showell30 at yahoo.com
Fri Jun 1 19:16:09 CEST 2007
--- Paul Boddie <paul at boddie.org.uk> wrote:
> On 1 Jun, 12:55, Steve Howell <showel... at yahoo.com>
> > FWIW there's the possibility that even without a
> > subexpression syntax, some Python implementations
> > would detect the duplication of x*x and optimize
> > for you. It would have to know that x*x had no
> > effects, which I think is a safe assumption even
> in a
> > dynamic language like Python.
> On the basis of you believing that x is one of the
> built-in numeric
> types, yes, but how does the compiler know that?
Disclaimer up front--premature optimization is the
root of all evil, etc.
But to answer the question...
The compiler doesn't know the types up front, but if
you wanted to do this kind of optimization (and you
believed that 95% of x*x cases would benefit from it,
and you're willing to sacrifice performance for the 5%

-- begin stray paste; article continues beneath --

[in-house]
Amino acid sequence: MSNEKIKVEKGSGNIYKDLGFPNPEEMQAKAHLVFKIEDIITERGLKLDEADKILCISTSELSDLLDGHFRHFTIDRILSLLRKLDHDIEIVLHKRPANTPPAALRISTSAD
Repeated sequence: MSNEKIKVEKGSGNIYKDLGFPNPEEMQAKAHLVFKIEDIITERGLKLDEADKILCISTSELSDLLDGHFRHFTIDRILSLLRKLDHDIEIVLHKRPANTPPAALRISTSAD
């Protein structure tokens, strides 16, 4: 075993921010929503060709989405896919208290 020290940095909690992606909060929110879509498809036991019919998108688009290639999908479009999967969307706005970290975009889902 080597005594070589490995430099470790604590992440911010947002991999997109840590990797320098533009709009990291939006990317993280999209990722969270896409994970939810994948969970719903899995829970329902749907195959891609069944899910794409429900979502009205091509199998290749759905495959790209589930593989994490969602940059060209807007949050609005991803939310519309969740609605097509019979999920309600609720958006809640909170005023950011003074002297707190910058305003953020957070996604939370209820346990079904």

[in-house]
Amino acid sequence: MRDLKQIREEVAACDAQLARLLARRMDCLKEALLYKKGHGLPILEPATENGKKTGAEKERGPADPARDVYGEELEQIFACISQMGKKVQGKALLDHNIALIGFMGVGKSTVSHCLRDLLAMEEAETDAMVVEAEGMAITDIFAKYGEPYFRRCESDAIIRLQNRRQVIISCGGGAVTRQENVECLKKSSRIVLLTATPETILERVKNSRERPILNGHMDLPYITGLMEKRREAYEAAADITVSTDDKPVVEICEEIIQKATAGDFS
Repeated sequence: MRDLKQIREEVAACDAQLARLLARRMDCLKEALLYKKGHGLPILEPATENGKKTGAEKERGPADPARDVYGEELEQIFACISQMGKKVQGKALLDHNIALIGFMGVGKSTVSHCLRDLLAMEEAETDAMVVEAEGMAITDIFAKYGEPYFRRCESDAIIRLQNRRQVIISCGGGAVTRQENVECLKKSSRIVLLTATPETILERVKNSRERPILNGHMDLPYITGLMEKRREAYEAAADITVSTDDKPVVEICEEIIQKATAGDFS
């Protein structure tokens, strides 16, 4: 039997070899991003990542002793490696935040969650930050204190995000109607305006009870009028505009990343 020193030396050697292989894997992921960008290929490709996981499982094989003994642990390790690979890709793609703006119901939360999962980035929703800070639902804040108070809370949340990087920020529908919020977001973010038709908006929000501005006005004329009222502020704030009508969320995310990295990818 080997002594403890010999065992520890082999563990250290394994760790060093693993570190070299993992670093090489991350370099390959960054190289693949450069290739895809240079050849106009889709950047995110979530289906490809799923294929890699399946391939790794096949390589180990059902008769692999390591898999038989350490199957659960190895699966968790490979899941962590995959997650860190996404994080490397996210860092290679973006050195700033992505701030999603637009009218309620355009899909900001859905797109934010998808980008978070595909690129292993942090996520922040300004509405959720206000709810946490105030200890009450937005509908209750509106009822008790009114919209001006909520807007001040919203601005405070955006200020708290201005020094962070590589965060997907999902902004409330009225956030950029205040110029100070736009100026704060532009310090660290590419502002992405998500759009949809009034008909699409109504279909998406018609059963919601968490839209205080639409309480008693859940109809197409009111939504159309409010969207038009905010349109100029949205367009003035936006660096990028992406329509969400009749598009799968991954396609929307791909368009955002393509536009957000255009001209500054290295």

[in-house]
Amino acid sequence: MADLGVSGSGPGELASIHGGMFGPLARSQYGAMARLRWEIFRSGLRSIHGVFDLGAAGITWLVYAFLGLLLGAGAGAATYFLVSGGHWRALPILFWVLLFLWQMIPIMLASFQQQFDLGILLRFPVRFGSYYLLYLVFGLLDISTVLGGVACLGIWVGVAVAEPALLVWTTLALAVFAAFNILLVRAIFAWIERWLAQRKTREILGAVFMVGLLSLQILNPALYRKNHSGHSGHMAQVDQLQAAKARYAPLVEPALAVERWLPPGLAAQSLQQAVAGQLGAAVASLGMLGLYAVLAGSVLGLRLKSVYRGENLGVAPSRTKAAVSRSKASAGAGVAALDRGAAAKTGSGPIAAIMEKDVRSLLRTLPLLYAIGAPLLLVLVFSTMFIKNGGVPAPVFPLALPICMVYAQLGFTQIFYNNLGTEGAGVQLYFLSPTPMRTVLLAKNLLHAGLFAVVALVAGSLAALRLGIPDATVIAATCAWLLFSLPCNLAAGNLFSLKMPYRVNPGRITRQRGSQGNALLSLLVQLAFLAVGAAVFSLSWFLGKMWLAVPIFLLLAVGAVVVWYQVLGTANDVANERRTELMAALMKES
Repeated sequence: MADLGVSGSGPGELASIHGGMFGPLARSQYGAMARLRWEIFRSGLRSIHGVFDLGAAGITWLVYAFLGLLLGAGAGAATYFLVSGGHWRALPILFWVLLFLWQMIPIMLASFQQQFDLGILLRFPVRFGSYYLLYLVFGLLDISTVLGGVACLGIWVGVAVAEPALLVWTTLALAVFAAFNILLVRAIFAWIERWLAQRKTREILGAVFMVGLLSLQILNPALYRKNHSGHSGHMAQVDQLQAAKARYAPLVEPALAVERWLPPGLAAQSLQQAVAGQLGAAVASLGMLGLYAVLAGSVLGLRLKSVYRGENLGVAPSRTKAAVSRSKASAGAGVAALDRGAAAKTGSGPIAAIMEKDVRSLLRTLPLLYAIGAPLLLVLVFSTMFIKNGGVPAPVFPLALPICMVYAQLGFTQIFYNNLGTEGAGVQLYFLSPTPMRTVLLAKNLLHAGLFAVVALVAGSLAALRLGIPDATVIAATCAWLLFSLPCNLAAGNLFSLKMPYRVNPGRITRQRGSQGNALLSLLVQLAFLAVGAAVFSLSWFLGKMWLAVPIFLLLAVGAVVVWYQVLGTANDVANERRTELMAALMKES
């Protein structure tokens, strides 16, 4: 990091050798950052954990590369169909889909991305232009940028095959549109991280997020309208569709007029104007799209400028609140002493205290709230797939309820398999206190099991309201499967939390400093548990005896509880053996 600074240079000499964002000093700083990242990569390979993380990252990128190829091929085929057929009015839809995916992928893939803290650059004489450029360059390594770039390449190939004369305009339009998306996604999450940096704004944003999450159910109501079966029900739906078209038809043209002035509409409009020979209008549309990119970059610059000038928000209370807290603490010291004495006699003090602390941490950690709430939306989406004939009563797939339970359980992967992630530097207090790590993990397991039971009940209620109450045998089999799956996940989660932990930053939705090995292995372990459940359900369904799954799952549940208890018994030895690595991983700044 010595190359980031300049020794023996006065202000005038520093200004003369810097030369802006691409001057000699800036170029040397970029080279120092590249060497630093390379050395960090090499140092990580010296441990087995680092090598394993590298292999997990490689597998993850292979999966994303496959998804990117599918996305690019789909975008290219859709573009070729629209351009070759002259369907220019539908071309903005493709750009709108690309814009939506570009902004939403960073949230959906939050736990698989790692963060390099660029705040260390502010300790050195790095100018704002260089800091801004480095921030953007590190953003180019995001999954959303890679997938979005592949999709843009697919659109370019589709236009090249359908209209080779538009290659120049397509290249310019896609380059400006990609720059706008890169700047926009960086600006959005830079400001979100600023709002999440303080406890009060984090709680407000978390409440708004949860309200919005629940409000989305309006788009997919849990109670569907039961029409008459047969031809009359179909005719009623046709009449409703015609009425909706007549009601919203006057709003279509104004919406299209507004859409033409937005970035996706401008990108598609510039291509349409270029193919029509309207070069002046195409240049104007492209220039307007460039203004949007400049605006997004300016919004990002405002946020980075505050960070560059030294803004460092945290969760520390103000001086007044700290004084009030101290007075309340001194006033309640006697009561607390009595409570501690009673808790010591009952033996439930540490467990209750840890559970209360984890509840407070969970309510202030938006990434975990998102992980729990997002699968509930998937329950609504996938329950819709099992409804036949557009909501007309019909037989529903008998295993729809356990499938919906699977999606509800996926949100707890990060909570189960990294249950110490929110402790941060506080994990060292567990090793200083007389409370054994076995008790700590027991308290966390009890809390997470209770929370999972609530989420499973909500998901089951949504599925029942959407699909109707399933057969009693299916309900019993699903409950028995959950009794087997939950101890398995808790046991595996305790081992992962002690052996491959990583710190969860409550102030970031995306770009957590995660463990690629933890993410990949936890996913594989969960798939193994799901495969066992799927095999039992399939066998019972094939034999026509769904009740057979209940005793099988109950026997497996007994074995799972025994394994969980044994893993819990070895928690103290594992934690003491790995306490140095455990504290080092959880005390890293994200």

of folks that overload multiply), then the compiler
could generate bytecode that set the stage for later
conditional caching of the first execution of x*x.
You'd then need the execution of the bytecodes at
runtime (ceval.c or something called by it) to work in
such a way that they only cache the result when side
effects are not an issue. At runtime you can reliably
detect whether something is still a virgin builtin,
To my disclaimer, you would only undertake such an
optimization if multiplication were really, really
expensive (which I don't think is even true for floats
today), and even then you'd proceed cautiously.
Get your own web address.
Have a HUGE year through Yahoo! Small Business.
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